03 May 2009

DND

One thing I didn't realize when I was a kid was how much my parents' friends knew about me. Once I came by a piece of extremely personal information about one of my friends which had been leaked at a council of moms. I was horrified for my friend that this datum had left the privacy of her home. This was in high school, which accounts for my ultimately self-conscious horror, but not, in my opinion, for the secret-sharing. Christians can and will pray for each other without the details of every situation.

There's a point at which the functions of our childrens' bodies, the misfirings of their minds, the falterings of their souls, their dreams and sins become no one's business but theirs and their parents'. That information belongs primarily to them, not us. Maybe I'm hung up on this because I'm a little overprotective of my own privacy and find myself wondering what my parents' contacts, with whom I still occasionally interact, know about my not-even-that-misspent youth. But there are already things I wouldn't "tell on" my kids. It goes beyond bathtub photos. I know my daughter wouldn't want me ratting her out on certain topics and events to her grandma or friends, and she's six.

When in possession of a funny, cathartic, or burdensome story, parents should consider carefully their children's confidence in them before they start talking shop. What is to be gained by sharing this information? Does it really need to be shared, and if so, how much of it? What would my child think if she knew this person knew? I'm not saying we can't talk; just that we should remember the power of our words.

12 comments:

Beth said...

I am slain... on the floor... convicted.
Thank you for the reminder.

Tena said...

Yeah ... what Beth said. *slinks away in search of band-aids*

Joy said...

When I started menstruating my mom called everyone to tell them I'd become a woman. I was beyond embarassed at the time and still don't see how that was kind or necessary.

Rebekah said...

Aw, girls . . . I didn't mean to slay anybody. Except maybe Joy's mom. :D

Melrose said...

oh man, bandaids?!? I need bandages, really really HUGE bandages!!! :(

Wow, my oldest is only 3, but he as of late has become very aware of my story telling, in particular when I'm sharing something about him. I never even thought about it that way...thank you Rebekah.

Sarah D. said...

My mom told the world too about a certain visitor. But, really, when I think back...not that big of deal. I was not really embarrassed.

I plan to respect my children's confidence, but I also don't really care anymore what my parents leaked.

I used to be a really private person, and found that when I became less private that my relationships between friends and family deepened and became richer.

There is something to that walking together thru good and bad times. And the inbetween times.

Liz said...

You know, my cousins and I were talking as adults. One thing I noted to my mom is that my sisters and I never grew up under the shadow of "What if Granny found out?" OK, it helped a great deal being the kids of the least favorite of her children, so we could do no right in the first place, but it gave us freedom to be kids.

Reb. Mary said...

Good point. I think it's pretty common, particularly for first-time parents, to view kids' "antics" as fodder for a good chuckle between friends (Guilty!). As BoyOne, a rather sensitive soul, has grown, I've become increasingly circumspect in what I view as appropriate conversation material, in or out of his earshot.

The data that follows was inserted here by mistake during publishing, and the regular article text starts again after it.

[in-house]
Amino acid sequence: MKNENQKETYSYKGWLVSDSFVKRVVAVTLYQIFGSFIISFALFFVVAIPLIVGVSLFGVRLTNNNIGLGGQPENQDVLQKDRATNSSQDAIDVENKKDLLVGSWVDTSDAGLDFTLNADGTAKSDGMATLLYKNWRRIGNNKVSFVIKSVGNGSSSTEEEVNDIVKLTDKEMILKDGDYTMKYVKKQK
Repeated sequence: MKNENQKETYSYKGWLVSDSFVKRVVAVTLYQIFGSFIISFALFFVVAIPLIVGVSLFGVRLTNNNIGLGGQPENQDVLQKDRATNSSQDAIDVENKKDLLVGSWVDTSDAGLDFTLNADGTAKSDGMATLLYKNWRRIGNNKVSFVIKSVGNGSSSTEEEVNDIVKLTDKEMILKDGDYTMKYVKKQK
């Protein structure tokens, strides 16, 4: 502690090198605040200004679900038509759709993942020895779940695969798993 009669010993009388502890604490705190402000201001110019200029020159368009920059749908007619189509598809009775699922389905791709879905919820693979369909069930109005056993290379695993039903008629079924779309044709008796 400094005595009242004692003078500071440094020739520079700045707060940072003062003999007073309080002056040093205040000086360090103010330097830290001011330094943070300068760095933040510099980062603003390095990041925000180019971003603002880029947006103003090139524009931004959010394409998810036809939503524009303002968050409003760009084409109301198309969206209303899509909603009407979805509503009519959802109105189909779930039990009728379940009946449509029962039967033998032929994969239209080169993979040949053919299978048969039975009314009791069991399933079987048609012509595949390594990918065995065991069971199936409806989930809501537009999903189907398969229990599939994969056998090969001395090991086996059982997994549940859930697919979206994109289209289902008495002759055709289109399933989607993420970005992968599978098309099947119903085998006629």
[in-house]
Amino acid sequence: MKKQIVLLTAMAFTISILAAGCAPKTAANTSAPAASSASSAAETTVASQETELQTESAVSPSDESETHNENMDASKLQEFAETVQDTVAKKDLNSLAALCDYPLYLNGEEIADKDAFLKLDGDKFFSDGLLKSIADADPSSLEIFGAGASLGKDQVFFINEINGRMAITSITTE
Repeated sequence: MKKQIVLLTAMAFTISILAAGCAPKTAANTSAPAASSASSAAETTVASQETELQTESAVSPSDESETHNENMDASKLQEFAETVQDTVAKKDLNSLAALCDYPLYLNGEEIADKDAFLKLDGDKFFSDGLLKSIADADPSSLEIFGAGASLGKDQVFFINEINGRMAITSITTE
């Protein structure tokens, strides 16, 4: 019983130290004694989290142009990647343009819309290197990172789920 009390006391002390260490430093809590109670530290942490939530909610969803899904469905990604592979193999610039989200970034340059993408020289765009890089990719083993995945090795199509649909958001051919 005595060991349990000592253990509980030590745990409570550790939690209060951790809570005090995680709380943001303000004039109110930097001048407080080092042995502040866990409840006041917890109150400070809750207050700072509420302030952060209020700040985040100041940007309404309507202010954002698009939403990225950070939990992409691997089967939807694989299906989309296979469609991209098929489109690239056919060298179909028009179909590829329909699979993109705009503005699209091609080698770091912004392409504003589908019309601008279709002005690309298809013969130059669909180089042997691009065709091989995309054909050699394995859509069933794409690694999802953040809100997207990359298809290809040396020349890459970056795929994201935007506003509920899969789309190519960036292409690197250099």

L. R. Jensen said...

Amen. Though I did make my mom twenty bucks through her big mouth. I came home from a date. She said, "Didja kiss him yet?" I said, "Nope." She promptly called her best bud and declared, "You owe me twenty bucks." Did I mention she's not so discreet? I've had more than one occassion where my big mouth has left a crestfallen look on my child's face, or my child has declared something embarrassing that I've learned about someone else. I'm constantly learning.

lisa said...

My almost-two-yr-old will often look up at me quietly in the middle of her playing to listen to the story I'm telling about her or how our morning went. My husband and I have started giving her (realistic) praise when she's in earshot AND out of earshot regarding her behavior when obedient, dutiful, kind, thoughtful.. I see this as an extension of not talking about certain embarrassing things (she has either been told is normal or has already been disciplined for) bc she has BIG ears and it does slay me when I see mistrust in her BIG eyes (and I have seen it before).
I also try to think about my complaints to my husband that I make morning, afternoon, evening...such as, ex. "Sometimes I'm just tired - when do I get a break? Sometimes I'm sick of being Mommy"
No harm no foul now - but what about when my daughter can get out of her bed by herself and is sitting at the corner listening? oops..
I'm as guilty as the next guy, but I'm learning lots about complaining in private, chuckling in private, and *trying* to express my discomfort and down-right-deserved-tiredness in ways that won't make my kids feel like mommy would rather not be a mommy for fifteen minutes...
bc if I really think about it - that Episcopal-crap post that follows this one about abortion has seeds in my poor attitude. I might never abort them but boy do I sometimes drive my children to sin with my disrespect for my calling.

I guess that's a bit off the topic, but when my conscience is pricked usually the five other sins underneath it get pricked also.. :)

Reb. Mary said...

Lisa: good points, and not a-tall off topic, imho. . . May God have mercy on us all, indeed.

Rebekah said...

>>when my conscience is pricked usually the five other sins underneath it get pricked also

Ach! Truth!